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Aalakunta Mamatha

2018 (Narrative date)

It is estimated that almost 8 million people are living in conditions of modern slavery in India (GSI 2018). The skewed sex ratio in some regions of India has fuelled the trafficking and selling of women and young girls as brides within India. Women are reportedly sold off into marriage by their families, sometimes at a young age, and end up enduring severe abuse, rape and exploitation by their husbands. It is also reported that women and girls from impoverished backgrounds have been lured by promises of marriage by younger men from urban areas, then forced into sex work once married. 

Needing to care for her siblings Aalakunta Mamatha was prevented from getting an education, despite attempts from MVF to convince her parents to send her to school.  Mamatha’s parents also fixed her marriage against her will. Despite MVF preventing the marriage, Mamatha is under constant pressure from her family to get married.

We are four sisters and I am the eldest. My parents are quarry workers. We have no house and we live in a tent. My father did not send us to schools since we were girls. I was taking care of my siblings. MVF tried to convince my parents for our schooling, but they did not agree. Then the teachers, CRPF and the women’s group collectively urged and convinced them to send all of us to the government school. But we often drop out of school and MVF follows up with us.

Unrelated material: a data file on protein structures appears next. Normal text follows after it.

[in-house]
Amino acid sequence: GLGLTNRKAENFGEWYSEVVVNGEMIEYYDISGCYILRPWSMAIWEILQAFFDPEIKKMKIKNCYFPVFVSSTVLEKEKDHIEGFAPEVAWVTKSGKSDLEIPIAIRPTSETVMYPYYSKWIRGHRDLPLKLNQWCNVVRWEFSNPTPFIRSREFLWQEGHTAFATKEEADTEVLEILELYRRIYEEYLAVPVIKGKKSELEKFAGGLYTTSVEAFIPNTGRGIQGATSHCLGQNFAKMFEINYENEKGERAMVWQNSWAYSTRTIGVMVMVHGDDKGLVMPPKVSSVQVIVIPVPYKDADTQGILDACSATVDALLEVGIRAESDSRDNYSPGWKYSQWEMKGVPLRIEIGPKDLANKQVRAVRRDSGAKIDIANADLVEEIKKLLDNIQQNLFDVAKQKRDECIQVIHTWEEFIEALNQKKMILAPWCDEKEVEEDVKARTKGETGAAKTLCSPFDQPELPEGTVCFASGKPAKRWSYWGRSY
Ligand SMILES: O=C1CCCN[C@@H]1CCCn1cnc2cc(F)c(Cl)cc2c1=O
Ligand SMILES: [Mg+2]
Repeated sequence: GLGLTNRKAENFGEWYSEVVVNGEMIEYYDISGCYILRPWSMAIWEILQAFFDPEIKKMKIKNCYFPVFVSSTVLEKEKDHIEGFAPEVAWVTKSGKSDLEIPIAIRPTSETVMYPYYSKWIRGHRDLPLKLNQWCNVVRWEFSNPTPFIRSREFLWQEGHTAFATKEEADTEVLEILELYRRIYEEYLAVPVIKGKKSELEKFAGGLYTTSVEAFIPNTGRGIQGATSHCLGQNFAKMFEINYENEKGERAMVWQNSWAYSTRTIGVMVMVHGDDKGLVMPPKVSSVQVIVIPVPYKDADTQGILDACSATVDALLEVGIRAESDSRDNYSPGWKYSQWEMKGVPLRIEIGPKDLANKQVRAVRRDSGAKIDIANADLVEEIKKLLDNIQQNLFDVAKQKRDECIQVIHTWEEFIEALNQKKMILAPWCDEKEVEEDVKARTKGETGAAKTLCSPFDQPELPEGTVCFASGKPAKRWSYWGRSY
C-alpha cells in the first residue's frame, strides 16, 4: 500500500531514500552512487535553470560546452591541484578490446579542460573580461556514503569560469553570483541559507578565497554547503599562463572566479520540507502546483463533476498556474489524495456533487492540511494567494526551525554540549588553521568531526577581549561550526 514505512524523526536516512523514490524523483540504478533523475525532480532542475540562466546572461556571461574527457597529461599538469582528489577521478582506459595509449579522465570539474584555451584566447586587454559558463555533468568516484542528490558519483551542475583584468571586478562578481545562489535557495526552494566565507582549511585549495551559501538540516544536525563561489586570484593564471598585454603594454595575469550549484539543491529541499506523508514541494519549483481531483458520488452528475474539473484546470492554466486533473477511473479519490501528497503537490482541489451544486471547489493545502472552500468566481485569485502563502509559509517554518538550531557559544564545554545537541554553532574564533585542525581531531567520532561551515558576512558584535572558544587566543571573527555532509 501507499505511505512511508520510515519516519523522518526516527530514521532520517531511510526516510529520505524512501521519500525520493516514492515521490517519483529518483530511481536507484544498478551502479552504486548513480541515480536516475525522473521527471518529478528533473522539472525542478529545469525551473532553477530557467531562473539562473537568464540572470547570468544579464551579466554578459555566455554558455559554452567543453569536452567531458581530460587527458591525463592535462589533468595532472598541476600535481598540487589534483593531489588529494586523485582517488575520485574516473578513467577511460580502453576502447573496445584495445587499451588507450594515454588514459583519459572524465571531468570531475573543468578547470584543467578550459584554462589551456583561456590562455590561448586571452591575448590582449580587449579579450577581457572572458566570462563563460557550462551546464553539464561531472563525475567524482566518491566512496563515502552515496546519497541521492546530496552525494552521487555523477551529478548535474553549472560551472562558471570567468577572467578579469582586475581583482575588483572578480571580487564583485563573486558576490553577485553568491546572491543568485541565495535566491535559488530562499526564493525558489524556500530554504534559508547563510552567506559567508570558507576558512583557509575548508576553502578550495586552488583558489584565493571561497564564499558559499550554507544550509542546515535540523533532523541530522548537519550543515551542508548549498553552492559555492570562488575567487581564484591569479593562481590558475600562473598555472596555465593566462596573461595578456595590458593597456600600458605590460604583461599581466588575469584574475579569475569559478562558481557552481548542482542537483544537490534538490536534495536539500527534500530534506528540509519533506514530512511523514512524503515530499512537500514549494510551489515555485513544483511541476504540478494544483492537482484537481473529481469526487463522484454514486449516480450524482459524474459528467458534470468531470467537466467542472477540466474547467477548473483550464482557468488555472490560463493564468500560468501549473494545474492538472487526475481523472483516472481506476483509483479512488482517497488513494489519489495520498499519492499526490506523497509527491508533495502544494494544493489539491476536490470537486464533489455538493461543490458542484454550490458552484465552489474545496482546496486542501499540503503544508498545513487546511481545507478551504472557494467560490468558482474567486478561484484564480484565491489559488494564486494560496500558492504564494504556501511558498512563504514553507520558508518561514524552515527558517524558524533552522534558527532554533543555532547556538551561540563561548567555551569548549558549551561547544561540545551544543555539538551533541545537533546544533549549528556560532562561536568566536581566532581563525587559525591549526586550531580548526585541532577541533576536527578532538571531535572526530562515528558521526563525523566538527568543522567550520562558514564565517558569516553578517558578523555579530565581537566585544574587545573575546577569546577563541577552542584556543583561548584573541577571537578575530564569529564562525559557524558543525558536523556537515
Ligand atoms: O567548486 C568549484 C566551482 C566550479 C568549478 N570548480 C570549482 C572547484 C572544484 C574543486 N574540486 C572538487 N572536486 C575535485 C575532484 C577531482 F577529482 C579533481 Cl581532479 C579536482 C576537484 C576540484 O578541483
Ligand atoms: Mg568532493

When I completed Class V, my father refused to send me to school. MVF staff admitted me along with eight other girls in KGBV on the same day. When I was in Class VII, my marriage was arranged with my maternal cousin. My parents took permission from school saying that relatives were visiting. After I reached home, I was told about my marriage. I informed MVF and local officials who spoke to my father and stopped it. Every month when I come home, there is pressure on me to agree. I now quickly go back to school even before the vacations end.